Credit card processing involves transmitting sensitive credit cardholder information to validate transactions during the approval or denial process. The credit industry has strict data security compliance requirements such as the Payment Card Industry Data Security Standard (PCI DSS). The basic concept of PCI requirements is to create standard security protocols for companies who process, collect, store or transmit credit card data. Although individual states have data protection laws that protect consumer data, the U.S. government does not enforce the PCI compliance standards. These are instead regulated by the Payment Card Industry Security Standards Council, an independent entity formed in 2006 by the major credit card companies (American Express, Discover, JCB, MasterCard, and Visa). Non-compliance with PCI compliance standards may potentially lead to an organization facing fines from payment processors, the severity of which is dependent on the size of the organization and the duration / scope of the non-compliance.
Phishing and Social Engineering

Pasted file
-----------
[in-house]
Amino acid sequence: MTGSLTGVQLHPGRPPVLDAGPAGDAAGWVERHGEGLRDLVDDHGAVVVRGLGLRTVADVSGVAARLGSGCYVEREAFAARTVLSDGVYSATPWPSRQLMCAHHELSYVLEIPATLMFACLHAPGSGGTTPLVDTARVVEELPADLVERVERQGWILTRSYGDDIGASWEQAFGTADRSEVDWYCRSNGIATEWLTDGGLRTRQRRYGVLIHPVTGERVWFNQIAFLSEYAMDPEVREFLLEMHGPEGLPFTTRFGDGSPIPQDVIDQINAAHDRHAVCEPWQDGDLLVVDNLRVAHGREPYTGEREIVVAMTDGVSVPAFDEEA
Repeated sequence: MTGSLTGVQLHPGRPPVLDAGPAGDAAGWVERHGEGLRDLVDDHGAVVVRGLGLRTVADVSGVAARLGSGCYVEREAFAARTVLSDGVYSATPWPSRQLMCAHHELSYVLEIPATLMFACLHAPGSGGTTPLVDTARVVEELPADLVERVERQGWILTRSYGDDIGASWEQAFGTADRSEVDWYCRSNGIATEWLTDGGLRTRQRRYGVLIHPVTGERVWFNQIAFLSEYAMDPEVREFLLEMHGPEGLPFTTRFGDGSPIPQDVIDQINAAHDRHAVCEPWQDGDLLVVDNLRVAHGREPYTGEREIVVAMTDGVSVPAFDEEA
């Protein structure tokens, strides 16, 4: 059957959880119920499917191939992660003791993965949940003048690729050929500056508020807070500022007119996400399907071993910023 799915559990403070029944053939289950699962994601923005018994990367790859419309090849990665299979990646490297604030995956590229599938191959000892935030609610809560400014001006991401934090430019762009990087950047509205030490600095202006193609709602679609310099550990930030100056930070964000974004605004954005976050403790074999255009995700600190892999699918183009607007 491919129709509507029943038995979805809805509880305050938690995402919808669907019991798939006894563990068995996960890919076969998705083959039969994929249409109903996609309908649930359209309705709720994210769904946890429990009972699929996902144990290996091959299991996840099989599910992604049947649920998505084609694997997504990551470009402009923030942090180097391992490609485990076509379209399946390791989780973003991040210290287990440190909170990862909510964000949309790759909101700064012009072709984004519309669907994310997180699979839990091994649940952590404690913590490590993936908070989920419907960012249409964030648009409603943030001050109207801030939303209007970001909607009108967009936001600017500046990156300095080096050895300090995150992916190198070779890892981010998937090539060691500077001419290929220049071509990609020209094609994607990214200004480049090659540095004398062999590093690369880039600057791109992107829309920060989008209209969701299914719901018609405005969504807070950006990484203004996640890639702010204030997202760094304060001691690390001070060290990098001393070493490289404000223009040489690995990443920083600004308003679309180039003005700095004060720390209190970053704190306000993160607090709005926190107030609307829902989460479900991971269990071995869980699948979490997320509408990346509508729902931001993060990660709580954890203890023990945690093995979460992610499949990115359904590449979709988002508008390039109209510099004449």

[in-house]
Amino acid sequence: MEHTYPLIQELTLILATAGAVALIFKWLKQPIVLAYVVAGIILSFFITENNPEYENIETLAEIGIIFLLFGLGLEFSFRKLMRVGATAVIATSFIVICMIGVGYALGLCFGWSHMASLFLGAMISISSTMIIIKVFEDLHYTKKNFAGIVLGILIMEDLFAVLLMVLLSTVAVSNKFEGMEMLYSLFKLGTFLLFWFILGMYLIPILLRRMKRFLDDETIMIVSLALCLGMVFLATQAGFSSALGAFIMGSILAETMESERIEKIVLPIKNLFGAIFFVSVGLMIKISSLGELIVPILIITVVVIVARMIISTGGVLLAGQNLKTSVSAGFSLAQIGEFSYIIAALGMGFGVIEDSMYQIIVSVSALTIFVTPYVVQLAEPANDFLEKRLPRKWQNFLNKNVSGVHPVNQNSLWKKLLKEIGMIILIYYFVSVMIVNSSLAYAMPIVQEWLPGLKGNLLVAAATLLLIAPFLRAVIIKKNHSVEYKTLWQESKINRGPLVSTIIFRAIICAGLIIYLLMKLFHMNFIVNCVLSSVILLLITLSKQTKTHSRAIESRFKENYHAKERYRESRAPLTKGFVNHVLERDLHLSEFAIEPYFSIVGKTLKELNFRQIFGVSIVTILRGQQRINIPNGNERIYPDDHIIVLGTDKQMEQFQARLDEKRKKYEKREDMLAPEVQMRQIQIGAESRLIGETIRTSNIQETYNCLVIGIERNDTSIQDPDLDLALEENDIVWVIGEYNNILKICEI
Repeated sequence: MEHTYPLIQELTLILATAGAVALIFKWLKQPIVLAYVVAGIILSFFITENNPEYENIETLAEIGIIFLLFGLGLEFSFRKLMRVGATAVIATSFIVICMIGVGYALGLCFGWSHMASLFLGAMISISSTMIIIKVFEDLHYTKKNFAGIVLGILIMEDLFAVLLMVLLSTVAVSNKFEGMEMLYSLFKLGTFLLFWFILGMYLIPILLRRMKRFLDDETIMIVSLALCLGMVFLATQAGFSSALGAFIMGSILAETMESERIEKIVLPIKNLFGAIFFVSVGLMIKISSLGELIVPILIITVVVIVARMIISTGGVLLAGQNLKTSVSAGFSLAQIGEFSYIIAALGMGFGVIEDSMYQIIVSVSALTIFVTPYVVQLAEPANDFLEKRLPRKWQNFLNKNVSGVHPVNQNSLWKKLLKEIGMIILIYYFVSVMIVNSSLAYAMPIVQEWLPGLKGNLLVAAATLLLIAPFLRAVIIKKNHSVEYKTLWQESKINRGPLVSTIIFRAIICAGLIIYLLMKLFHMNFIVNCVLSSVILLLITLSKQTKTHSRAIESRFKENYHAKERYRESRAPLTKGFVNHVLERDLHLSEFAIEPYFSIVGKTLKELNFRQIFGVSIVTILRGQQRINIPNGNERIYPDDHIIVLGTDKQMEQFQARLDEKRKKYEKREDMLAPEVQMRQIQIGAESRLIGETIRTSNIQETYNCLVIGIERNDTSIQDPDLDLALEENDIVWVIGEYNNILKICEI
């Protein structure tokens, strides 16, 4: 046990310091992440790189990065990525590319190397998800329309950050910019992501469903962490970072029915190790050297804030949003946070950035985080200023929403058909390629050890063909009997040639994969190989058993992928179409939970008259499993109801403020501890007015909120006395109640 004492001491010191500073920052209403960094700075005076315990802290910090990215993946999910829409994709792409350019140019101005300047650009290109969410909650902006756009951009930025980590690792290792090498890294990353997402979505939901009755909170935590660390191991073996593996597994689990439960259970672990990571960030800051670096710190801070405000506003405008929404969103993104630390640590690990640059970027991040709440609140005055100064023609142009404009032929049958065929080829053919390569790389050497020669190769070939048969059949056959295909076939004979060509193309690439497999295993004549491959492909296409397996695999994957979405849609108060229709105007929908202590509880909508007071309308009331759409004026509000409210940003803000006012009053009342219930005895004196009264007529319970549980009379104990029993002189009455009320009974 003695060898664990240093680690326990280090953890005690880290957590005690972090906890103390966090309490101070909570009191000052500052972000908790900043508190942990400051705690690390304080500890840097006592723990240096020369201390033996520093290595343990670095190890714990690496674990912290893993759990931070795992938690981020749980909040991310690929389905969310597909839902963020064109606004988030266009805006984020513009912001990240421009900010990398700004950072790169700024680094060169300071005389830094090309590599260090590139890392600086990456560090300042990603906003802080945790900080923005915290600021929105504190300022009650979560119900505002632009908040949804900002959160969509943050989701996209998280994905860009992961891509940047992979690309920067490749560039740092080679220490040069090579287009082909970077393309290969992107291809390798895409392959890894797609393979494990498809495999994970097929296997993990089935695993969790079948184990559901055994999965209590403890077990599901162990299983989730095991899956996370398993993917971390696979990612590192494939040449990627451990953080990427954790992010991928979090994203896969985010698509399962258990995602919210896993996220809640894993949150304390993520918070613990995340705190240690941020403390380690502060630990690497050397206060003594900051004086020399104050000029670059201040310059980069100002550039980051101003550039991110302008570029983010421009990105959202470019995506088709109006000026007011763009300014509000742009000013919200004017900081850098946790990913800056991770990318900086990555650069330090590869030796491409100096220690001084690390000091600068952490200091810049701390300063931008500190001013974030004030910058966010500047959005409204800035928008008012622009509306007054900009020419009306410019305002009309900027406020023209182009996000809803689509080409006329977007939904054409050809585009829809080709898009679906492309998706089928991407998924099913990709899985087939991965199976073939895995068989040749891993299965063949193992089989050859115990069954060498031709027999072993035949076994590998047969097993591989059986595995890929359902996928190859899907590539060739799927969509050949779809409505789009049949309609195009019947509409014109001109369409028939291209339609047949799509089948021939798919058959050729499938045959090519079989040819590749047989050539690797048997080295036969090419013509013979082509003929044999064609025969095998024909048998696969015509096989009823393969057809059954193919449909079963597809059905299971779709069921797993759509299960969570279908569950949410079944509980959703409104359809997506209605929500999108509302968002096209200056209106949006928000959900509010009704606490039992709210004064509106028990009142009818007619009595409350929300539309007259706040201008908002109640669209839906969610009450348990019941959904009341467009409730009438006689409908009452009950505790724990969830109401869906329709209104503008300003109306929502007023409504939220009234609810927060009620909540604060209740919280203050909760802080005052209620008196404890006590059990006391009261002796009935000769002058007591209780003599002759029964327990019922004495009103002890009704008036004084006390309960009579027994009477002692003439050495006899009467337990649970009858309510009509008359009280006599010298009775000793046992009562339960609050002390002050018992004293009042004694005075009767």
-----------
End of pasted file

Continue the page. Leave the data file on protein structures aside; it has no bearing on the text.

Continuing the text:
One potential risk would be criminals reaching out to customers and pretending to be a legitimate merchant or organization. The criminals would have all of the insider knowledge to build a relationship of trust with their victims to obtain additional payment information or a Social Security Number (SSN) or other data that could be used for nefarious purposes. For example the criminal calls and says “I see you donated $500 back in March to support XYZ cause and we need you to validate the credit card ending in 1234”. The victim would have no reason to doubt this was a legitimate call based on the fact that only the group they donated to or the merchant they purchased from would know this information.